Author: Vilma Serrano
Academic Year: 2016-17
Description: Having worked in different types of Bilingual Education placements, the support of Dual-language learners (DLL) has been at the forefront of my development as an educator. Though I worked in a bilingual preschool previously to my work in elementary settings, I did not come across specific information about Dual-Language Learners in my child development classes in college nor in my work teaching preschool in the intentional way that it was addressed within elementary school settings. This gap inspired me to think about the unique needs of DLL students and the preparation of teachers to teach them well in early childhood environments. I began
to ask myself such questions as, what does this discourse about Dual-Language Learners look like in early childhood education? Specifically, how are large urban school districts, like Oakland Unified, addressing the needs of DLL students in their early childhood classrooms? Reflecting on these questions, I am inspired to learn more about the professional development that is happening in OUSD to support TK teachers working with Dual Language Learners.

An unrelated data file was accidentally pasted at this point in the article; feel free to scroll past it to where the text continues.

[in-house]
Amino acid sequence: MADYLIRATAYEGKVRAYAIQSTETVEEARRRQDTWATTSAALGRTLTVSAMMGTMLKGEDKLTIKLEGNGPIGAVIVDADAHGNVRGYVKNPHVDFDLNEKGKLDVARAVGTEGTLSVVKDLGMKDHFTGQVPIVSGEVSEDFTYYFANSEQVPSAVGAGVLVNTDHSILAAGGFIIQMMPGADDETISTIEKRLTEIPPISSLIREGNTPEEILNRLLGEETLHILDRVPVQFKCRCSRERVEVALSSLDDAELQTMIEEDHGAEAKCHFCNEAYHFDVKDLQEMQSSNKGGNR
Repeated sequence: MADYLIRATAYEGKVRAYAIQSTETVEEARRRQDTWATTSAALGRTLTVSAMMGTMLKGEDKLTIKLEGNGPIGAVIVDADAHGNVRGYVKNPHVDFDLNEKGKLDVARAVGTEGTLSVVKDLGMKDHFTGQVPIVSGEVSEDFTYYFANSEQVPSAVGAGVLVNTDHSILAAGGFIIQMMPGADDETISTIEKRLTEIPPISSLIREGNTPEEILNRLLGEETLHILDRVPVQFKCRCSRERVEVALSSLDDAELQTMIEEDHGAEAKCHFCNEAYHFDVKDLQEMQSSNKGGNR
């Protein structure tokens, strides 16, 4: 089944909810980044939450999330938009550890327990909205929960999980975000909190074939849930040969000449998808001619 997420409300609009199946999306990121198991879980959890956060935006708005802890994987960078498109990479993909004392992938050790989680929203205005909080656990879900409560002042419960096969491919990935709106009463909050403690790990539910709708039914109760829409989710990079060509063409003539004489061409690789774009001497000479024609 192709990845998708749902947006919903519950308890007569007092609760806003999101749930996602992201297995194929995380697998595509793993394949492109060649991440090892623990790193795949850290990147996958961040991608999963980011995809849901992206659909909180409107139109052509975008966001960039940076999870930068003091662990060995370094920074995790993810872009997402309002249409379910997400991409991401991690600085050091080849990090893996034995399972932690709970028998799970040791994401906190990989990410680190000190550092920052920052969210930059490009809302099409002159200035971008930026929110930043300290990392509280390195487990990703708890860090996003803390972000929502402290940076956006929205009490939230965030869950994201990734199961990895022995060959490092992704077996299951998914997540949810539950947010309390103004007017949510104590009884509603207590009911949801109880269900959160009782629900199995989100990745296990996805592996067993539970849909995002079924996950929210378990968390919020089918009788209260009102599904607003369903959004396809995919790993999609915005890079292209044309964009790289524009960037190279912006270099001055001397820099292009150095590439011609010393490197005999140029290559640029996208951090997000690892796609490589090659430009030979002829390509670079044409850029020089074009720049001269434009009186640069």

I am particularly interested in looking closely at California’s newest grade, Transitional Kindergarten (TK) as it is such a new academic alternative in early childhood education within a public school setting. I am wondering how DLLs fit into this new structure and whether any policies have been created for TK classrooms that specifically address the needs of DLL TK students and the preparation teachers need to successfully teach them. I have a particular interest in learning about how low income DLLS are being addressed in policy and practice. DLLs can be more vulnerable to being ignored and marginalized in traditional classroom settings as a result of a lack of teacher preparation on the unique needs of this population of students and the instructional strategies that optimally support their learning needs (Hammer, Jiu & Uchikoshi, 2011). My research aims to understand the policy behind TK at a state and local district level, as well as how to best support DLLs in TK informed by the research on second language acquisition. The underlying, but driving goal of this research, is to further my own understanding of becoming an effective teacher for DLL students as I prepare to enter the teaching profession.